7 Top Tips to Prevent Your Mobile or Tablet from Being Hacked

The cyber-attack on the NHS over the past week has been part of the biggest ransomware outbreak in history (you can even trace hacks on this live map). Experts have said they are shocked at the speed in which this virus has spread across countries and continents, crippling companies and institutions alike. The NHS is just one of the organisations hit by the malware, which is said to be a variant of Wanna Decryptor. Following the attack, cyber security professionals have issued warnings urging people not to open any suspicious looking emails or click on links from unknown sources.

While this is good advice to follow, it’s also helpful to be informed about the multiple ways in which hackers can retrieve your personal information. Smartphones are some of the biggest targets when it comes to the likes of identity theft, simply because of the sheer amount of information stored on them. You probably have emails, photos, password folders, and credit card details stored in your phone; easy pickings for thieves looking to empty your bank account.

To stay one step ahead of tech-savvy hackers, it’s best to keep yourself updated on the new tricks they use. They are constantly advancing, so we thought we’d put together a top tips guide detailing the best ways to protect your gadgets. As the old saying goes, better to be safe than sorry!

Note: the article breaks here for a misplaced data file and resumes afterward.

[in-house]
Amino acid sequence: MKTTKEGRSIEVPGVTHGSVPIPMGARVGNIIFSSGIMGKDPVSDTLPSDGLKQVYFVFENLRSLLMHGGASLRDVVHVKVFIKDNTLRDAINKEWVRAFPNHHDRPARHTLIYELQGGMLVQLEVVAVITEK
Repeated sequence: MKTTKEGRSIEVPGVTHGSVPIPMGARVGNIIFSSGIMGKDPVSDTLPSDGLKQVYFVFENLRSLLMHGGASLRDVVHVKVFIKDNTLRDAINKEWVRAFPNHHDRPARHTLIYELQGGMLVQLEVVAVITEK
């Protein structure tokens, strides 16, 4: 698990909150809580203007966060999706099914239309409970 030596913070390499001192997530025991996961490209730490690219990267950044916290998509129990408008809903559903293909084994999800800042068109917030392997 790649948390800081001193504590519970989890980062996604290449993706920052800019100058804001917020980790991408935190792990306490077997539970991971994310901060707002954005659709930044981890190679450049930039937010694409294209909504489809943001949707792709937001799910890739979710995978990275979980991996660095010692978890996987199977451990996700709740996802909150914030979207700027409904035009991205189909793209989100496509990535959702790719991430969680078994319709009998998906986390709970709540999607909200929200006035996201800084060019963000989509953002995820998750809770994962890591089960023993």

1. Be aware of bugs in text messages

Don’t open text messages from unknown sources. Texts from strange numbers have been known to implement attacks like Stage fright, a group of software bugs that affect versions 2.2 and newer of the Android operating system. Through remote code execution, the hacker can take control of the victim’s phone. You don’t even need to click on anything in the text to get the bug, it will just start running in the background. All the hacker needs is your mobile number.

2. Update your phone software

We know people keep banging on about updates, but it does really help. Updates often include bug fixes and security updates that address new viruses and re-enforce any of your device’s vulnerabilities.

Vulnerabilities may arise for several reasons. One example is if your phone is jailbroken. People jailbreak their phones to download apps that aren’t available in the app store but this can make your phone more liable to an app-based attack. Another is because smartphones are not scheduled for updates as regularly as desktop computers, so the patch is not up-to-date. An up-to-date patch ensures you are protected against all the new hacks that are continuously emerging. If you don’t update, it’s like using old medicinal strategies to protect yourself against new strains of the flu. Completely useless.

3. Public Wi-Fi scams

Be wary of public Wi-Fi connections. We’ve all been in that desperate internet situation where we end up trying to join random people’s home broadband boxes. We get it. But the best way to stay cyber safe is to always make sure your Wi-Fi connection is legitimate. Savvy cybercriminals often set up bogus Wi-Fi spots that closely resemble the Wi-Fi names of coffee shops or hotels nearby. Speak to an employee and make sure that the connection is legitimate before you use it. If you are unable to verify it, avoid using the connection to connect to websites where you will fill in personal information. An example might be your online banking account or social media accounts. These bogus connections can capture your personal data as you share it over the connection, so it’s best to avoid it altogether.